While the malign neglect of the Social-Democratic Hidalgo administration toward the health of workers and local residents is undoubtedly criminal, the dangerous restoration work could only continue due to the critical support the CGT itself. The main aim of its support for this lawsuit is not to bring justice to those responsible, but to save face despite its complicity in the attack on workers’ health.
The CGT’s response to Notre Dame lead contamination was a harbinger of their crucial support to the herd immunity policy of the EU and Macron in response to COVID-19 a year later. While offering platitudes to workers and presenting themselves as opponents of Macron and the banks, the CGT enforced their reckless and politically criminal back-to-work directives, isolating workers in opposition and suppressing strike actions. This had led to the deaths of over 111,000 people in France, and over a million throughout Europe.
Schools and creches in the area surrounding the cathedral also became dangerous zones of contamination. In July 2019, Annie Thébaud-Mony, research director at the National Institute for Health and Medical Research told Le Monde that a measurement of 5,000 μg/m2 found in a school close to the cathedral was “gigantic” and “will inevitably create victims.”
Tests performed by the Parisian Regional Health Authority in August 2019 found that sixteen children had lead blood levels requiring continued monitoring (between 20 and 49 micrograms of lead per liter of blood), and that two had levels above 50 micrograms, indicating a risk of lead poisoning.
With few discernible immediate side effects, it is possible that many individuals have already experienced some level of lead poisoning, which will have devastating consequences for their long-term health.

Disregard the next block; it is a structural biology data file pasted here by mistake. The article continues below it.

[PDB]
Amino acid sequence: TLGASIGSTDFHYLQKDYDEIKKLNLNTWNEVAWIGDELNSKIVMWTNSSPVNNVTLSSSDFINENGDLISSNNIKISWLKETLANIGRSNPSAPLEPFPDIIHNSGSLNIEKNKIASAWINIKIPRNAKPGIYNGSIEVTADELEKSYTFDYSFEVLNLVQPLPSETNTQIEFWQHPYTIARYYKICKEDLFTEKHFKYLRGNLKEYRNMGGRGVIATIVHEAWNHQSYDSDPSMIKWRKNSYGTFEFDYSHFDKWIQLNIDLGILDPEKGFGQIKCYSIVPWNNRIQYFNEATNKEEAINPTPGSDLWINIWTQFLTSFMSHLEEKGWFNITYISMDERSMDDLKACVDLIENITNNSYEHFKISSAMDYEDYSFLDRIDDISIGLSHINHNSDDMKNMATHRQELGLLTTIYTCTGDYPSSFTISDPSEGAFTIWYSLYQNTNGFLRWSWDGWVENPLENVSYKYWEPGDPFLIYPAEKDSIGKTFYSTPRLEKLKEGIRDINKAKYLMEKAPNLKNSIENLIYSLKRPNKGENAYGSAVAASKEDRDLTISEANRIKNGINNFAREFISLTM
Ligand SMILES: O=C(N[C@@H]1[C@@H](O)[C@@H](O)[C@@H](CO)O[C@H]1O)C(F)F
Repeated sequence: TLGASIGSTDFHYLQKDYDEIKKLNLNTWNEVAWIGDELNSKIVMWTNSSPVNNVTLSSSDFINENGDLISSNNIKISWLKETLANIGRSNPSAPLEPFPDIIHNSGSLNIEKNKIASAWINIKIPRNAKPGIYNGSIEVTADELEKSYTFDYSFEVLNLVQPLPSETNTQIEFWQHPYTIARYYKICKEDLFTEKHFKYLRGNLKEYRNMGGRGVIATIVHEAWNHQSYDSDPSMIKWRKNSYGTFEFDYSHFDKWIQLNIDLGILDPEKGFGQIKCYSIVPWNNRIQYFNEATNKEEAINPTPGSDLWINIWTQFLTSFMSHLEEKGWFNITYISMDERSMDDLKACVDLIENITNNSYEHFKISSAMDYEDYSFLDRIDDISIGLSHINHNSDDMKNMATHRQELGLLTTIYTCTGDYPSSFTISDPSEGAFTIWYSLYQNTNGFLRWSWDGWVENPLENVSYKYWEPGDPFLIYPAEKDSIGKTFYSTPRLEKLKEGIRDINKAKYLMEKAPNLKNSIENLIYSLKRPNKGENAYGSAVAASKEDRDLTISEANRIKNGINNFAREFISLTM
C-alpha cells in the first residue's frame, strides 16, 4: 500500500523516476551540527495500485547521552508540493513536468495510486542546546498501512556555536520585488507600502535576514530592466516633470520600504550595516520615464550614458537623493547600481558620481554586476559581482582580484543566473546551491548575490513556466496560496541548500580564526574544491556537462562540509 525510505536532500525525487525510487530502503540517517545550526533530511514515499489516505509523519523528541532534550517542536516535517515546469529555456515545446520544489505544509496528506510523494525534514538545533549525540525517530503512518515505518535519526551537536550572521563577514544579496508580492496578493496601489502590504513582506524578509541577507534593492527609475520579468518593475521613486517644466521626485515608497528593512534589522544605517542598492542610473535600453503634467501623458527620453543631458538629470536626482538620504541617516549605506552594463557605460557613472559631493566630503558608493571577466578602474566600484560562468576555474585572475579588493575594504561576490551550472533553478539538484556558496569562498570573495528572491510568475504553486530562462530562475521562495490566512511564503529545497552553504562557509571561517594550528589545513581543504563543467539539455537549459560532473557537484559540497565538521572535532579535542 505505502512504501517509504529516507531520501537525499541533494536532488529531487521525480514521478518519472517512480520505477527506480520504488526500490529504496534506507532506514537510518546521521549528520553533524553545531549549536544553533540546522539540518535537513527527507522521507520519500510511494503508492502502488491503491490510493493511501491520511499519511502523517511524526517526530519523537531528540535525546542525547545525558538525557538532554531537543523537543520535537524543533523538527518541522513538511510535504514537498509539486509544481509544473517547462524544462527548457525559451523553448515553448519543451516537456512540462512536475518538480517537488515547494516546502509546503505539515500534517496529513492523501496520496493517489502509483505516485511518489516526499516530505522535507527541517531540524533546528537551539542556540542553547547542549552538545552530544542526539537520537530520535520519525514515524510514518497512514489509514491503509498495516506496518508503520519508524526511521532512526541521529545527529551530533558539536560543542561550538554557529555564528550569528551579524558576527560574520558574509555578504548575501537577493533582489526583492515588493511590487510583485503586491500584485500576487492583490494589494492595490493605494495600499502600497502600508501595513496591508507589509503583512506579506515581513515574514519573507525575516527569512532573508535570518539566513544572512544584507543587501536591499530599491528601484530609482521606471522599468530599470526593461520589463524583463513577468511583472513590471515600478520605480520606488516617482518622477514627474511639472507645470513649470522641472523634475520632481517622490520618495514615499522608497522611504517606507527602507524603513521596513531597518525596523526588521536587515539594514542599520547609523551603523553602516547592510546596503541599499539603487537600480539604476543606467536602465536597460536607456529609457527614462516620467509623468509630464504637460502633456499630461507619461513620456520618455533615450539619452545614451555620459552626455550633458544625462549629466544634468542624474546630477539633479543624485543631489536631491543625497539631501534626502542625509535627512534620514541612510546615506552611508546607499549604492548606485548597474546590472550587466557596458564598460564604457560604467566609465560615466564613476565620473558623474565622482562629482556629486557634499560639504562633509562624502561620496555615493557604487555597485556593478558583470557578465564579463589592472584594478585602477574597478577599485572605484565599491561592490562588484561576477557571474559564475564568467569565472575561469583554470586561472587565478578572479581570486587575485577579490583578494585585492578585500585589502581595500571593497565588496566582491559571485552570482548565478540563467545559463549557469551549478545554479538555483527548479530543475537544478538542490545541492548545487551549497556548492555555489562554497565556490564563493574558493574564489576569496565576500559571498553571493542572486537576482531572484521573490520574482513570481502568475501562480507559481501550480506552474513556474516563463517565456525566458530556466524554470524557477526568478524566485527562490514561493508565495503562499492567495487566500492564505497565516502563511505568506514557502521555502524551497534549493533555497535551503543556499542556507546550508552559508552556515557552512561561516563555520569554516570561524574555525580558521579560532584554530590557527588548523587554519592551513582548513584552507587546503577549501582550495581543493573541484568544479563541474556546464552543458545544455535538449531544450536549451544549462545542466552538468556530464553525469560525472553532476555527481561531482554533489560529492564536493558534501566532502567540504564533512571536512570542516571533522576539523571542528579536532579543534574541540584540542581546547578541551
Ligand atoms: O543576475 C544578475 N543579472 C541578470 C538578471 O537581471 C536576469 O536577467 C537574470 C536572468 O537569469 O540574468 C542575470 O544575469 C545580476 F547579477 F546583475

Efforts to repair Notre Dame have been marred by controversy from its outset. In the days following the fire, the bourgeois media were full of praise for France’s billionaires donating to save the monument. At that time, Bernard Arnault, who has added over €85 billion to his net worth since the beginning of the pandemic in March 2020, pledged €200 million, or 0.1 percent of his current net worth, to the restoration project.
The Bettencourt-Meyers family (current net worth: €74.1 billion) also pledged €200 million, while energy giant Total, which boasted after-tax profits of €11.8 billion euros in 2019, pledged just €100 million.
Despite these pledges, and the tiny proportion of these billionaire’s fortunes they represent, the vast majority of this money has yet to be received. In June 2019, a spokesman for the cathedral told AP: “The big donors haven’t paid. Not a cent.”
Instead, as of September 2020, the majority of the €184 million collected by came from over 300,000 smaller individual donors, including a number from abroad. In June 2021, the Catholic diocese of Paris stated the funds were still lacking and that it was seeking 5 to 6 million euros more for the renovation of the interior.
The false promises of billionaire donations while workers continue to toil at the contaminated Notre Dame site underline the irreconcilable conflict between the interests of the billionaire class and the preservation of human culture in the 21st century. Just as the unions and ruling class conspired to sacrifice workers’ lives at the altar of corporate profit throughout the COVID-19 pandemic, they continue to refuse to protect workers and Parisian families from lead poisoning.